New Public Review on QID emoji via Unicode unicode at
Tue Nov 12 10:41:32 CST 2019

Asmus Freytag wrote as follows.

> While I have a certain understanding for the underlying concerns, it 
> still is the case that this proposal promises to be a bad example of 
> "leading standardization": throwing out a spec in the hopes it may be 
> taken up and take off, instead of something that meets an expressed 
> need of the stakeholders and that they are eagerly awaiting.

I suppose that it could be called "leading standardization" but I think 
that that is a good thing. Unicode has traditionally been locked into 
the past. If a symbol could be found carved in stone years ago than that 
was fine but anything for the future that could possibly become useful 
was a huge insuperable problem.

Yet for me "could possibly become useful" is a good reason for encoding, 
and QID emoji opens up great futuristic possibilities. For me the big 
problem with the proposal at present are the restrictions upon which QID 
items are valid to become encoded as QID emoji. So anything abstract is 
locked out. That to me is an unnecessary restriction, yet it could 
easily be removed. Yet abstract shapes are important in communication.

I regard QID emoji as a research project. The specification may need 
some alterations, maybe it is just the start of a whole new path of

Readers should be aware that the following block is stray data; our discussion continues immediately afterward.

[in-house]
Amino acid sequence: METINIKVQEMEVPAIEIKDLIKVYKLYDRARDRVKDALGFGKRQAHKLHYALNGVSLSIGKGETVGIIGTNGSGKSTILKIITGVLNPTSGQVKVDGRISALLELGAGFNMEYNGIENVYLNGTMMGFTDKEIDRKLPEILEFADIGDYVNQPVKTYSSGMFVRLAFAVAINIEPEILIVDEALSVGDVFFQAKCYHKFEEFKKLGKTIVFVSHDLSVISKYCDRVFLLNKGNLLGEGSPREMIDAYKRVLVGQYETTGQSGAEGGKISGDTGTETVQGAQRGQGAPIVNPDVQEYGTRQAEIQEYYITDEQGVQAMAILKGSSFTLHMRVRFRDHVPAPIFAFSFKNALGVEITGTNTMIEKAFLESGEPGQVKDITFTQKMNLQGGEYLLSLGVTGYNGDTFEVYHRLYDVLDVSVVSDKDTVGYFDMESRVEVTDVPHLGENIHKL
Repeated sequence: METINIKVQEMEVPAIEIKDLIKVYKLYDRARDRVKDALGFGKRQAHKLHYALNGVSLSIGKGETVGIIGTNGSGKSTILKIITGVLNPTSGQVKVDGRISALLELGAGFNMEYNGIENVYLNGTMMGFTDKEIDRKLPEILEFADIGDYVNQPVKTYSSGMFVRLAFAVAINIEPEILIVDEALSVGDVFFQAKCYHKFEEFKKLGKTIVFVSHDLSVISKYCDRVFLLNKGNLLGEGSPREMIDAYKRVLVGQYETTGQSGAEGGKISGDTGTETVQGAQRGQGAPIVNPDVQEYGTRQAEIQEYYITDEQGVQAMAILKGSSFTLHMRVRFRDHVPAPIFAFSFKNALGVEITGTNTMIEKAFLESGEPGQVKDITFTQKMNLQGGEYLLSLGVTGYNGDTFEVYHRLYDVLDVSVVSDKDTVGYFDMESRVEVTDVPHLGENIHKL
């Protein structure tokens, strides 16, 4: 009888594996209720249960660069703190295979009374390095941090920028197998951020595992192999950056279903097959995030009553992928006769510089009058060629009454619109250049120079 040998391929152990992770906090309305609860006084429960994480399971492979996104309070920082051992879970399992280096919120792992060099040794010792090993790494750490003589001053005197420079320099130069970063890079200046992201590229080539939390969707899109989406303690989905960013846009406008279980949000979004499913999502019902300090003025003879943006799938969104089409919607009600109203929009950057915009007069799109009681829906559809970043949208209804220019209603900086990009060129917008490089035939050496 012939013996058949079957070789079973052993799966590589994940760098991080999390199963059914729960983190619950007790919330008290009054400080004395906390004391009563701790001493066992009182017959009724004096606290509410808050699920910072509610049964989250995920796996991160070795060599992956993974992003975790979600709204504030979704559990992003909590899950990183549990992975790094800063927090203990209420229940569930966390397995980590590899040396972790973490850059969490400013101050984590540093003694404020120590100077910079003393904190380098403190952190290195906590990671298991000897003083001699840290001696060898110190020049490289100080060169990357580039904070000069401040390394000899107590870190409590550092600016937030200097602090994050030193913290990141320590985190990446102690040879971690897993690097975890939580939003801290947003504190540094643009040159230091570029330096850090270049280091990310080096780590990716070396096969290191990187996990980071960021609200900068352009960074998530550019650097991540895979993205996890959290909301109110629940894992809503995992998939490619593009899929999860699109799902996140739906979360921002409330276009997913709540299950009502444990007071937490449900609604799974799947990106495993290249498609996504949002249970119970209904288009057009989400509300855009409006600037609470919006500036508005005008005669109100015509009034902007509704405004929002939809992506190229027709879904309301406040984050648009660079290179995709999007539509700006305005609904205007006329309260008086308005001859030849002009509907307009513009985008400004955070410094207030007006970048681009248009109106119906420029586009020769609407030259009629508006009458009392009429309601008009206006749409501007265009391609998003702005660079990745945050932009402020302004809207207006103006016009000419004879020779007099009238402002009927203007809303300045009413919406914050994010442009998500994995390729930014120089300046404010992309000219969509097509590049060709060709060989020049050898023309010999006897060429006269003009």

exploration in communication, much wider than emoji. I am a researcher 
and I try to find what is good in an idea and focus on that and think 
where a new idea can lead, applying critical consideration of ideas, yet 
trying to move forward rather than seizing on problems found as a reason 
for dismissing the whole idea. So find the problems, try to think round 
them, try to go forward. Look for what could be done and if it is good, 
try to do it. Try to go forward rather than quash.

> That, then, finally undermines Unicode's implied guarantee as being 
> the medium for unambiguous interchange. Giving up that guarantee seems 
> a bad bargain.

Many recent emoji encoding proposals seem to delight, as if required, in 
providing multiple meanings for each newly proposed character.

There was a talk at the Unicode and Internationalization Conference a 
few years ago on what are the meanings of emoji. I was not there but 
there is a video available on YouTube.

William Overington

Tuesday 12 November 2019

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